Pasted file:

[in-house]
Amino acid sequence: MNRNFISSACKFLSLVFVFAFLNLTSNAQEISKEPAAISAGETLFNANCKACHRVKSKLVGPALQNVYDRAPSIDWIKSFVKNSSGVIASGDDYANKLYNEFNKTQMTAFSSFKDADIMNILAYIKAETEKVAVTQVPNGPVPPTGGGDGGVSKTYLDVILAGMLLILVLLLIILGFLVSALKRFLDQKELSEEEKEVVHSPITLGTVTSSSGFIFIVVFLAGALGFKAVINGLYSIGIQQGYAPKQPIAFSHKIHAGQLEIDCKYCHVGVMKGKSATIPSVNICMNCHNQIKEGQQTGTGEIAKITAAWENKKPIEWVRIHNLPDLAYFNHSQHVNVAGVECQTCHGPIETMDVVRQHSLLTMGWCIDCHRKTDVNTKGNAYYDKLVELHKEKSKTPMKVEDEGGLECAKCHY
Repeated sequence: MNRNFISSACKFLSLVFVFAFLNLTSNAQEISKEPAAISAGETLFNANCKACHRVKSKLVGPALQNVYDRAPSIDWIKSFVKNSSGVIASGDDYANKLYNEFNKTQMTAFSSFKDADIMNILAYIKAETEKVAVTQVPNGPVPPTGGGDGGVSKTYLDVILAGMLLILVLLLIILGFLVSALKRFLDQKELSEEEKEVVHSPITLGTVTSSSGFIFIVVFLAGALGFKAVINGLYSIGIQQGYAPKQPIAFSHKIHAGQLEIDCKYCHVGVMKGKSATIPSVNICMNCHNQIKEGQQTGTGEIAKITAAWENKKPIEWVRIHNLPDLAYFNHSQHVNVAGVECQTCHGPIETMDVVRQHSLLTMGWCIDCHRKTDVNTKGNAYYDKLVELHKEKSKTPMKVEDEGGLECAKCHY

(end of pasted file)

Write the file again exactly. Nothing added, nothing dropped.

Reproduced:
[in-house]
Amino acid sequence: MNRNFISSACKFLSLVFVFAFLNLTSNAQEISKEPAAISAGETLFNANCKACHRVKSKLVGPALQNVYDRAPSIDWIKSFVKNSSGVIASGDDYANKLYNEFNKTQMTAFSSFKDADIMNILAYIKAETEKVAVTQVPNGPVPPTGGGDGGVSKTYLDVILAGMLLILVLLLIILGFLVSALKRFLDQKELSEEEKEVVHSPITLGTVTSSSGFIFIVVFLAGALGFKAVINGLYSIGIQQGYAPKQPIAFSHKIHAGQLEIDCKYCHVGVMKGKSATIPSVNICMNCHNQIKEGQQTGTGEIAKITAAWENKKPIEWVRIHNLPDLAYFNHSQHVNVAGVECQTCHGPIETMDVVRQHSLLTMGWCIDCHRKTDVNTKGNAYYDKLVELHKEKSKTPMKVEDEGGLECAKCHY
Repeated sequence: MNRNFISSACKFLSLVFVFAFLNLTSNAQEISKEPAAISAGETLFNANCKACHRVKSKLVGPALQNVYDRAPSIDWIKSFVKNSSGVIASGDDYANKLYNEFNKTQMTAFSSFKDADIMNILAYIKAETEKVAVTQVPNGPVPPTGGGDGGVSKTYLDVILAGMLLILVLLLIILGFLVSALKRFLDQKELSEEEKEVVHSPITLGTVTSSSGFIFIVVFLAGALGFKAVINGLYSIGIQQGYAPKQPIAFSHKIHAGQLEIDCKYCHVGVMKGKSATIPSVNICMNCHNQIKEGQQTGTGEIAKITAAWENKKPIEWVRIHNLPDLAYFNHSQHVNVAGVECQTCHGPIETMDVVRQHSLLTMGWCIDCHRKTDVNTKGNAYYDKLVELHKEKSKTPMKVEDEGGLECAKCHY